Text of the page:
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A cure for hookworm?

Biology professor and students make progress on hookworm vaccine

Biology professor Jennifer Bath is working with students to create a vaccine to combat hookworm infections. Photo by Chase Body.
Biology professor Jennifer Bath is working with students to create a vaccine to combat hookworm infections. Photo by Chase Body.

In areas of rural poverty in the developing countries of the tropics, a parasite known as hookworm is affecting numerous individuals who have little to no access to medical resources.

Poverty stricken areas sustain hookworm infections because they often have poor sanitation, dirt floors in homes and a lack of access to medicine.

A person living in rural poverty often comes into contact with hookworms by walking barefoot on contaminated soil. Once infected, people may experience itching where the parasite penetrated their skin, mild to severe gastrointestinal discomfort and other signs such as malnutrition, anemia or impaired cognitive abilities.

Jennifer Bath, a Concordia biology professor, emphasized in an email interview that hookworm disease is not only associated with health issues but also causes an economic decline in the developing countries as well.

Although hookworm can be sustained by poverty, it also has been known to foster poverty because of its educational effects on children, impacts on the health of unborn children and their mothers, and decrease in worker productivity.

In the past couple of years, Bath and several undergraduate students have been making progress on a vaccine for hookworm that is hoped to provide permanent protection against the disease and help end the cycle of poverty that follows.

“We went from (performing trial vaccines) and drug administration routes and preparations to narrowing down which vaccine formulations were most effective, optimizing their formulations and evaluating the details of the immune response they induce,” Bath said in an email.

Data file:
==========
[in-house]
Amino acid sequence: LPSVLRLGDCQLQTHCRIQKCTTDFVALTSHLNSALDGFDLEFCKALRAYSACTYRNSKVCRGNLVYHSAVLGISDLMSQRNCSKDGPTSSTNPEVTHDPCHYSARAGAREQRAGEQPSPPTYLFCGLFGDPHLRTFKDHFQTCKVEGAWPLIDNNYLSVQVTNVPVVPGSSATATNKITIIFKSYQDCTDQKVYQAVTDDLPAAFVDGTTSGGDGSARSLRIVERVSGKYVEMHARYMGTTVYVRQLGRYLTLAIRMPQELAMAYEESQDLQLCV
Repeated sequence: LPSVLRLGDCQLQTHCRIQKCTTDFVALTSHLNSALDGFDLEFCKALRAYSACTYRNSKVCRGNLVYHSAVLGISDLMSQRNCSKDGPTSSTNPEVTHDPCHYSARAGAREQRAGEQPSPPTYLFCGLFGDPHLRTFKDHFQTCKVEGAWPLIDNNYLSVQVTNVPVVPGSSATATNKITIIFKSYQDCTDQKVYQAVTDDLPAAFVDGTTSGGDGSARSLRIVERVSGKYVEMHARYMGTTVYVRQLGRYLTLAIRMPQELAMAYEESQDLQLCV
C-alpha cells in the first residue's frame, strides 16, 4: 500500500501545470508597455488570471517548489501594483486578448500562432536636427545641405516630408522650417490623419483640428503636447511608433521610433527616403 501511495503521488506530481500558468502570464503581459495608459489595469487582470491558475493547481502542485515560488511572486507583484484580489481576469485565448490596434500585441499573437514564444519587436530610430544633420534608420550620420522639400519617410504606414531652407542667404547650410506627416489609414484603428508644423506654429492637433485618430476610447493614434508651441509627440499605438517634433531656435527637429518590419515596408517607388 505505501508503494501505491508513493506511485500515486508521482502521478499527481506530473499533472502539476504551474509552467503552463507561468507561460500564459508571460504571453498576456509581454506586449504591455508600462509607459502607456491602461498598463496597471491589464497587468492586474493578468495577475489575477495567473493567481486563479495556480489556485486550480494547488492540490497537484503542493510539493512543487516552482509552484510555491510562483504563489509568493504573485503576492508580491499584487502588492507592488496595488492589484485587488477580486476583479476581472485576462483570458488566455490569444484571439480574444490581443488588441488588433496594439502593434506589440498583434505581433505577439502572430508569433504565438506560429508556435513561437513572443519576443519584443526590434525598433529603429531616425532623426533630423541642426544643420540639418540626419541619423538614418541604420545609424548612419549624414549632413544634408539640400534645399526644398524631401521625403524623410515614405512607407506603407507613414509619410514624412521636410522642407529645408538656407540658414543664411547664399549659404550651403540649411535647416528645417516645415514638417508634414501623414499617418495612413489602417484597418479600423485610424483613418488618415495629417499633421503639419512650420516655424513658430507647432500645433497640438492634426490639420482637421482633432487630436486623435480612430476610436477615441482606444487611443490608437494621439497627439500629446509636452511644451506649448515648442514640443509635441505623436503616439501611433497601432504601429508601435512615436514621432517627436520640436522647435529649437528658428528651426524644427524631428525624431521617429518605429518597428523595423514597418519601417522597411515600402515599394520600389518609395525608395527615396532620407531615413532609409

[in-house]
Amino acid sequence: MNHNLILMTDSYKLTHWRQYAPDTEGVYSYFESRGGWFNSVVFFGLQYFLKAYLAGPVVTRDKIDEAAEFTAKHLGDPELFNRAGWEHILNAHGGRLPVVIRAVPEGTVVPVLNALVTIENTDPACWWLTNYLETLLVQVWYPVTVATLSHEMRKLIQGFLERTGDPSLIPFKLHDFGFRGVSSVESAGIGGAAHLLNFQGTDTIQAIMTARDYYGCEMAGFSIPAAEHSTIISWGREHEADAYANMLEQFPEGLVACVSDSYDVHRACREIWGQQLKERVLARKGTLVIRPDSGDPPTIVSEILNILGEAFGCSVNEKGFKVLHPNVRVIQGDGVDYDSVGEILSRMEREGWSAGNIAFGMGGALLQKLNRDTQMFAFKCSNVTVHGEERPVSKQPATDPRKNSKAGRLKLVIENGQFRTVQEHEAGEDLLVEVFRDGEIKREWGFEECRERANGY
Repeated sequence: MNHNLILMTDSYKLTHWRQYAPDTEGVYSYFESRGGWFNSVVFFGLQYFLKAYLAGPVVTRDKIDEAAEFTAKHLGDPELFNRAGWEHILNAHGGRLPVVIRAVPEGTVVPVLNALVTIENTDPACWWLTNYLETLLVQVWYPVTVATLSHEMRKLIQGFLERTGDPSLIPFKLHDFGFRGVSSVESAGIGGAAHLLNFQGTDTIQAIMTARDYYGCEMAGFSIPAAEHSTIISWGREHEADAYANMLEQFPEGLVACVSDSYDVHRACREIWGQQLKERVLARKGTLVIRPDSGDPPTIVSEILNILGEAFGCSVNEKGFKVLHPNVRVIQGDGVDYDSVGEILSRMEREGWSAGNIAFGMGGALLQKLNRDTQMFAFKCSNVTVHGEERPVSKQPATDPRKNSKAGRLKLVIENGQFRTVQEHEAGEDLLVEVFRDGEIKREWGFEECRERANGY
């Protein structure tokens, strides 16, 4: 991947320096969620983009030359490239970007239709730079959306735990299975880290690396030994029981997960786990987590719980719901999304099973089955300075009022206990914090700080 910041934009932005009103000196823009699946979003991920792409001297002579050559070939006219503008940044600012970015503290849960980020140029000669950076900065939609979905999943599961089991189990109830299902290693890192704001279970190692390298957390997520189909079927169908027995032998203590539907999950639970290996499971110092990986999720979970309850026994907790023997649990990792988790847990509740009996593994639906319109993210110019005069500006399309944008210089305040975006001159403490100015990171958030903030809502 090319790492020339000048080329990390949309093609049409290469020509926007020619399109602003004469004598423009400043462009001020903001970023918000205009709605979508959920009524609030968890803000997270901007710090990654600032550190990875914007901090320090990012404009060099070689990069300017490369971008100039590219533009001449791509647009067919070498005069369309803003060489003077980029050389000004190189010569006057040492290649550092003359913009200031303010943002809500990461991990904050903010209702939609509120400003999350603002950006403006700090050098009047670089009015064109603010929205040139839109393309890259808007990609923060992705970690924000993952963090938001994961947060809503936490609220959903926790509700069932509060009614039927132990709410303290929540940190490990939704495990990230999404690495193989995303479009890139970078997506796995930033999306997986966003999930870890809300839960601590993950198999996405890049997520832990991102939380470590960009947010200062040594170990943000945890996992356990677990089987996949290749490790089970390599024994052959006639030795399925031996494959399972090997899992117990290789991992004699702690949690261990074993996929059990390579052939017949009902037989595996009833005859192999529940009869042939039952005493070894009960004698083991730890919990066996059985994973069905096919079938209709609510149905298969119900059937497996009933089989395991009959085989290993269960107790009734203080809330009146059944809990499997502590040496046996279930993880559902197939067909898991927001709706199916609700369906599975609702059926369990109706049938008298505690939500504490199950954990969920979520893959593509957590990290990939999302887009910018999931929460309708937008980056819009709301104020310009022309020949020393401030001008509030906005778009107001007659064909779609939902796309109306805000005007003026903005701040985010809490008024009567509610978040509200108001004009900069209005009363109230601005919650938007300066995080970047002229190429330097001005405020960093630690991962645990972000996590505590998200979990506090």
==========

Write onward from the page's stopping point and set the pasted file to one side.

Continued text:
In the developing countries infected with hookworm disease, there are no vaccines. Infected individuals can be treated with drugs, but they are only available to a small proportion of the population, and even then they only can eliminate a stage of the parasite without providing protection from reinfection.

Bath and undergraduate students interested in her research want to be able to provide a lasting and positive impact on the people infected by hookworm. They believe with this vaccine the goal is achievable.

Working as a team, each member performs different aspects of research and when put together the research helps determine which vaccine formulations are most effective in creating a strong immunity against the disease.

According to Bath, depending on the day, students can be found running several different tasks including laboratory projects, analyzing field data, reviewing current literature and discussing it with their peers and performing basic biochemical analyses.

Kari Neutzling, a senior biology major, has been working with Bath for three and a half years. Neutzling explained that vaccines are protein molecules that are injected into the body to help build up the body’s recognition of the disease and, in turn, create a faster immune response to protect itself from infection.

Neutzling also mentioned that she traveled to Bangladesh with other students involved in the research for two weeks to study the interdisciplinary aspects that enable disease transmission, such as the intersections among global health, medical ethics, policy and economics.

“We…got to understand the viewpoints of the cultures and see the different take they had on the disease,” Neutzling said.

Another student involved with the research is junior biology major Madeleine Grosland. This is her first year working with Bath, and she has found her experience rewarding.

“…this [research] is going to go forward and hopefully do good in the world,” Grosland said.

This article was written by Kaley Sievert, contributing author.

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